Date of Submission
Chemistry and Biochemistry
Project Advisor 1
Project Advisor 2
High amounts of biologically active Vitamin B12 are found mainly in animal-based foods and are well known to be absent in fruits and vegetables, with the exception of mushrooms.1 There are studies showing that some wild edible mushrooms, such as black trumpet and chanterelles and cultivated edible mushrooms, contain high amounts of “true” Vitamin B12.1,2 With the increased demand for phytoid -sourced Vitamin B12, mushrooms have the potential to be an additional consumable source of Vitamin B12 since fortified products or Vitamin B12 supplements contain artificial Vitamin B12, cyanocobalamin. The main goal of this project is to show that conventionally cultivated white button and portobello mushrooms (A.bisporus) pose promising Vitamin B12 content that may possibly contribute to the prevention of Vitamin B12 deficiency. In spite of both white button and portobello mushrooms pertaining to the same species, the aim of this thesis was to establish an analytical method for the investigation, determination and comparison of Vitamin B12 in A.bisporus. ICP-OES became the main method used with the assumption that cobalt chloride, free cobalt and cobalt within cobalamin is detected at identical concentration peaks.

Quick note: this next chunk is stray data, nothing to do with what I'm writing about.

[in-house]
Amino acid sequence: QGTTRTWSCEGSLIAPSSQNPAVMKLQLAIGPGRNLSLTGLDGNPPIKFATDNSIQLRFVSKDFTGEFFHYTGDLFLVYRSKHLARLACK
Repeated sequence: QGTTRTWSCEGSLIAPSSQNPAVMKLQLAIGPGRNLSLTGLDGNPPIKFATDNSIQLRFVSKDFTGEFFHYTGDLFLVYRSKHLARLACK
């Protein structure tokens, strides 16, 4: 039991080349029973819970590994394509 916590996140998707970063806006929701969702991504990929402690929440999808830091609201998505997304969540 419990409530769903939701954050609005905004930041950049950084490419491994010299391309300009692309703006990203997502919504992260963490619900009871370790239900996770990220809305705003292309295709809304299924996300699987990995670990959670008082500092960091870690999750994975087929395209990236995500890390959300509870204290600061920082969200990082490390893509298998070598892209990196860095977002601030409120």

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Morán, Dulce Marilyn, "Characterizing Cobalt In Vitamin B12 of Agaricus Bisporus Using ICP-OES" (2023). Senior Projects Spring 2023. 23.
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